Life on Mars 'could exist' as satellite shows gullies were carved by melting snow

Gullies on Mars have been eroded by snow and water - and permafrost and sub-surface ice are now thought to exist on Mars.

The surface of Mars has been shaped by water thawing and freezing more recently than thought - and that means the planet is more likely to be able to sustain life.

Researchers from the University of Gothenburg analysed the surface of the planet from satellite images, and found it had striking similarities to the Arctic landscape of Svalbard.

Gullies on Mars have been eroded by snow and water - and permafrost and sub-surface ice are now thought to exist on Mars.

"This suggests that water has played a more extensive role than previously envisioned, and that environments capable of sustaining life could exist," say the researchers.


The study found that the surface had been shaped by repeated freeze and thaw cycles - more recently than thought.

Mars is a changing planet, and in recent geological time repeated freeze and thaw cycles has played a greater role than expected in terms of shaping the landscape.

"Despite the fact that Svalbard is considerably warmer than Mars, the arctic landscape shows a number of striking similarities to certain parts of Mars," say the researchers.

One important common feature is the presence of permafrost and frozen subsurface water.

“In my thesis work, I have compared aerial images from Svalbard with the same resolution as satellite images from Mars, and combined with field-work we increase the ground resolution even further” explains Dr Andreas Johnsson from the University of Gothenburg’s Department of Earth Sciences, who has worked together with planetary researchers from Germany.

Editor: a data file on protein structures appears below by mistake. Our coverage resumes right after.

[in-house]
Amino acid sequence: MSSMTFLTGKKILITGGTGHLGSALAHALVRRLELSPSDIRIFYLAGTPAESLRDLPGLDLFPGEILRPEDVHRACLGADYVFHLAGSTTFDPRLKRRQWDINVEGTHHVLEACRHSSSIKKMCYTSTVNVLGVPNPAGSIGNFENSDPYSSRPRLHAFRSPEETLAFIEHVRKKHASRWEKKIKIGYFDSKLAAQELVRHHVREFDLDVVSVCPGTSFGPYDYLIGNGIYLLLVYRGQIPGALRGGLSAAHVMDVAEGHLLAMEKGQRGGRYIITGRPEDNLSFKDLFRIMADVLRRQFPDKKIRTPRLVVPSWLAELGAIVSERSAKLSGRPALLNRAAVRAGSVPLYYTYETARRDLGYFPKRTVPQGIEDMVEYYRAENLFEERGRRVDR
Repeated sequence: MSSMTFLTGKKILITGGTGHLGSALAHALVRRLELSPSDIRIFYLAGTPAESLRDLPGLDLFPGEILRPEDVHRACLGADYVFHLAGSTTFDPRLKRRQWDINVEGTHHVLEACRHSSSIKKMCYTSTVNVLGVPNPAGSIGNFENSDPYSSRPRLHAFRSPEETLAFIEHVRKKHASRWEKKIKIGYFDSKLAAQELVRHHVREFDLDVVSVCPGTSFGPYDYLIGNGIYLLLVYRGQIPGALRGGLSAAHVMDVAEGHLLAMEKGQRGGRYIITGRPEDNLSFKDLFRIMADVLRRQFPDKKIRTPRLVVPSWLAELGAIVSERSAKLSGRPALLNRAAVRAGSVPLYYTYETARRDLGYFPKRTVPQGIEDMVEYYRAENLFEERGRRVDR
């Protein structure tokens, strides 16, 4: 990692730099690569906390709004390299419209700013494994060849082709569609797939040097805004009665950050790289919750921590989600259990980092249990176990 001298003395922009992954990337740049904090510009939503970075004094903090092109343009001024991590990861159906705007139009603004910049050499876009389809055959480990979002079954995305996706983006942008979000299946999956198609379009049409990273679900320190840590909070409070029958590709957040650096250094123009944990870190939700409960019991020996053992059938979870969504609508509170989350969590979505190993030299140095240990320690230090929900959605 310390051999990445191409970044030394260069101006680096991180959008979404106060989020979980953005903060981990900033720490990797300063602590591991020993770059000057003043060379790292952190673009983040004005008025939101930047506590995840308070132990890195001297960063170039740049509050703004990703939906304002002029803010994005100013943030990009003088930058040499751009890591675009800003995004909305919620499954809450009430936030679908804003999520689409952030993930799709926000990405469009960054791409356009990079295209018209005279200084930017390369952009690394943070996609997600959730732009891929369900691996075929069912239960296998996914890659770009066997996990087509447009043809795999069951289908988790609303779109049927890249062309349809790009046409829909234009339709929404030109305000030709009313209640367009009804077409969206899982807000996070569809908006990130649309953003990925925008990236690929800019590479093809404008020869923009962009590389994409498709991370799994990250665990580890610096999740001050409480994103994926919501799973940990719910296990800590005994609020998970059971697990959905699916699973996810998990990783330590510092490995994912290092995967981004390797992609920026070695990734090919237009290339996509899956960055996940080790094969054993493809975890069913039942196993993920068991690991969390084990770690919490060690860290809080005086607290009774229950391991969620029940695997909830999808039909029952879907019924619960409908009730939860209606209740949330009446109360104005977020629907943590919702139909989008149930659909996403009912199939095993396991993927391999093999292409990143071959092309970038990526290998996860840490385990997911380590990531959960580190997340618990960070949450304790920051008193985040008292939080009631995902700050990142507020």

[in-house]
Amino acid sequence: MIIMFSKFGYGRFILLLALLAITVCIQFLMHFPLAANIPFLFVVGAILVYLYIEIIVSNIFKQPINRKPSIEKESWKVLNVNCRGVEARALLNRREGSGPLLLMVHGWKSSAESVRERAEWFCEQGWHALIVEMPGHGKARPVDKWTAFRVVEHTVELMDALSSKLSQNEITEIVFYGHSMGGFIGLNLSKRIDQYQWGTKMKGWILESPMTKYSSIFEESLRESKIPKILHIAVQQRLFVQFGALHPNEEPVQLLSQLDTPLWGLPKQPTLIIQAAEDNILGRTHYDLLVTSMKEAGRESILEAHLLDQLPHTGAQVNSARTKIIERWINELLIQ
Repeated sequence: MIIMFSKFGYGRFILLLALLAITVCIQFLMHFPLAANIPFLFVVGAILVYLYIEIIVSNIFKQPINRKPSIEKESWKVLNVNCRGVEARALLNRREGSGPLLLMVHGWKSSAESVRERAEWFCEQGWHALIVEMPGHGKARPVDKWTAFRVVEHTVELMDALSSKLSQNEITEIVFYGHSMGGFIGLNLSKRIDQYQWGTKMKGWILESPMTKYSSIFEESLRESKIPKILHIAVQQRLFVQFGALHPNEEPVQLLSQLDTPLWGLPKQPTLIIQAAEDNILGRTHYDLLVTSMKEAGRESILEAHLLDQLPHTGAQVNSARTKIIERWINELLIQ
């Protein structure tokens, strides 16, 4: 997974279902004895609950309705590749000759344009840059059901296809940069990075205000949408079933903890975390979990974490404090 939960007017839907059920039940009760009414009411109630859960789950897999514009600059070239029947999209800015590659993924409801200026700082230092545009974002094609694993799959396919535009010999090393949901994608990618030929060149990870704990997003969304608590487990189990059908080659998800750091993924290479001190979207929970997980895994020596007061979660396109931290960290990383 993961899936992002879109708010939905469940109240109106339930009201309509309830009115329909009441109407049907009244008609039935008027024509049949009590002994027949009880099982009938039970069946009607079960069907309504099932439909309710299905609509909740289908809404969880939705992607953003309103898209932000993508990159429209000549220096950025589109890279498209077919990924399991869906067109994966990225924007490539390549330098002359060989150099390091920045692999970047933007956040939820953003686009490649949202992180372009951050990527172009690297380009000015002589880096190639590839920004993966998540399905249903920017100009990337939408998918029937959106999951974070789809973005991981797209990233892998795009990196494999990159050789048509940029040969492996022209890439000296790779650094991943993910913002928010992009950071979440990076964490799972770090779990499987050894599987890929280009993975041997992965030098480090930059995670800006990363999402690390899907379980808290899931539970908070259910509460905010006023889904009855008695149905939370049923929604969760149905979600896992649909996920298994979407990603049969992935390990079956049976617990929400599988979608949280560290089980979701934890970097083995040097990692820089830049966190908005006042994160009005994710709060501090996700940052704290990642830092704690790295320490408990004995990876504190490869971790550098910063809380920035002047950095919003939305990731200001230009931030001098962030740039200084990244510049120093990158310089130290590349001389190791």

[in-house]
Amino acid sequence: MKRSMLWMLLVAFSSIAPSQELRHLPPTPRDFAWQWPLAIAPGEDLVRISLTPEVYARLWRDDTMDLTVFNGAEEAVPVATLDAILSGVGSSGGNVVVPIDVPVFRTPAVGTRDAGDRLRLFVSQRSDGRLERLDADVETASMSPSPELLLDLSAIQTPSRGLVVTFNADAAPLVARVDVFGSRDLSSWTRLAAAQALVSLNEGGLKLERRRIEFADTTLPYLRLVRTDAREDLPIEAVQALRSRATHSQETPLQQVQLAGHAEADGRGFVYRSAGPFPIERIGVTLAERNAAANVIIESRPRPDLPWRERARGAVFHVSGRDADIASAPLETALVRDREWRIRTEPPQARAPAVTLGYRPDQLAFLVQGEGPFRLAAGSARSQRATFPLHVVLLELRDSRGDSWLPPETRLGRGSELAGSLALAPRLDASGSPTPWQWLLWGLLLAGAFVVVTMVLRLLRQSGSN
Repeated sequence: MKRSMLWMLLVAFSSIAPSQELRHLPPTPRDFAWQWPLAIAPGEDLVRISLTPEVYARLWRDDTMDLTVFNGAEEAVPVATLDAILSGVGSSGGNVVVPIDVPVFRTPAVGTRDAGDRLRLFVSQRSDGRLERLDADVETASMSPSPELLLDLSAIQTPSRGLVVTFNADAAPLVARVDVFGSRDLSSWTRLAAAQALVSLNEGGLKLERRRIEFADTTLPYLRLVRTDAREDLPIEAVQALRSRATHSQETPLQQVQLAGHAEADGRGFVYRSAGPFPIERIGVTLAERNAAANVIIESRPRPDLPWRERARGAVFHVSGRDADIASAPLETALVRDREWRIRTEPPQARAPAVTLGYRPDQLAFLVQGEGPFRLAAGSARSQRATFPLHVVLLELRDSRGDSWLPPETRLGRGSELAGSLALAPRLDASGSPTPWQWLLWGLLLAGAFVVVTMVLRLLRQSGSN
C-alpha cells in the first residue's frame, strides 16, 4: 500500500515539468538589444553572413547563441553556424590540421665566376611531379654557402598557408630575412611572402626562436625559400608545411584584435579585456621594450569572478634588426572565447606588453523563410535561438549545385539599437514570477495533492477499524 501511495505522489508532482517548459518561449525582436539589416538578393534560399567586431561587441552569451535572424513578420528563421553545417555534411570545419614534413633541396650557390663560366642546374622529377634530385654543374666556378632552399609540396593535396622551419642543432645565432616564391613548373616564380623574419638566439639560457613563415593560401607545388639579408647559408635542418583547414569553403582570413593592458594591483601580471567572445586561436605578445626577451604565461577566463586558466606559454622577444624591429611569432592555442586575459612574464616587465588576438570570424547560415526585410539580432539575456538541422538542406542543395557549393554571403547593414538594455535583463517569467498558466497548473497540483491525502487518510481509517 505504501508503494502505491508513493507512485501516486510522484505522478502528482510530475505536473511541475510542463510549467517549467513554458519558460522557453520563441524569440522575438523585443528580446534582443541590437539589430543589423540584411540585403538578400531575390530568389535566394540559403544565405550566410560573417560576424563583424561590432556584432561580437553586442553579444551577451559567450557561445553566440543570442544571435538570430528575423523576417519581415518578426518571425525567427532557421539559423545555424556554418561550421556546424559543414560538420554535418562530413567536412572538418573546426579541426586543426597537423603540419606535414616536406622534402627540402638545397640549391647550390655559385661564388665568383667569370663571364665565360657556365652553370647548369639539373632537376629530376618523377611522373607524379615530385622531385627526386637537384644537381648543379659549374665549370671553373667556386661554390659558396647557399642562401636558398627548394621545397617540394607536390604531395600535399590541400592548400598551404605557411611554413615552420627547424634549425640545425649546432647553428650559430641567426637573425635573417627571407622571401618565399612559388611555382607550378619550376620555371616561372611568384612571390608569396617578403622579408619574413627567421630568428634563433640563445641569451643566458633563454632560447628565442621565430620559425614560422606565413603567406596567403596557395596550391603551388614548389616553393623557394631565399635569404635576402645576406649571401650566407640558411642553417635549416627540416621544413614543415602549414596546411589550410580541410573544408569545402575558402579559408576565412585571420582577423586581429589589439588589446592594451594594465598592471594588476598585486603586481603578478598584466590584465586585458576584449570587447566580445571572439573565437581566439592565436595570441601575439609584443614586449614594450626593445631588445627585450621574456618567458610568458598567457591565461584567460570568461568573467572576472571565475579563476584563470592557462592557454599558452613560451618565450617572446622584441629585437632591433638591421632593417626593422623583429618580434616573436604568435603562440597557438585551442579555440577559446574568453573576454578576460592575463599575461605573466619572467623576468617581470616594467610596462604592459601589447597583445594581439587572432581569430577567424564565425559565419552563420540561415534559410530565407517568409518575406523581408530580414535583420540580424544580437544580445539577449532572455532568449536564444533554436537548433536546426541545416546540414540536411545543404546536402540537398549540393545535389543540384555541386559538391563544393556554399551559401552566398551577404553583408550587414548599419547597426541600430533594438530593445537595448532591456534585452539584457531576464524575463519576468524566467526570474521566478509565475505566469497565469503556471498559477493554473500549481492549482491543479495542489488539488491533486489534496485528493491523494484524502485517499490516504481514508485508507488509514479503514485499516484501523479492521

Having studied hundreds of gullies on Mars and compared these with Svalbard, the researchers found evidence that the gullies on Mars were likely formed by melting snow and water erosion.

Field work has supplemented the interpretation of aerial images.

“The ability to get a first-hand experience with landforms that have been studied using aerial images is a unique feeling. One important insight we have gained is that, despite the high image resolution for both Svalbard and Mars, the camera can’t capture everything.

"What appears to be fine-grained sediment on an aerial image of Svalbard can actually turn out to be a very rocky area which has implications for certain types of landforms. It’s important to bear this in mind when studying images of Mars.”

Since Mars has a cyclical climate, the same conditions could recur in the future.

The existence of liquid water is a vital component if life on Mars is to be possible.

“Research on Earth has shown that organisms can survive in extreme cold environments with limited access to liquid water,” continues Dr Johnsson. “Studying various areas on Mars therefore enables us to investigate whether there could be environments with conditions capable of supporting life.”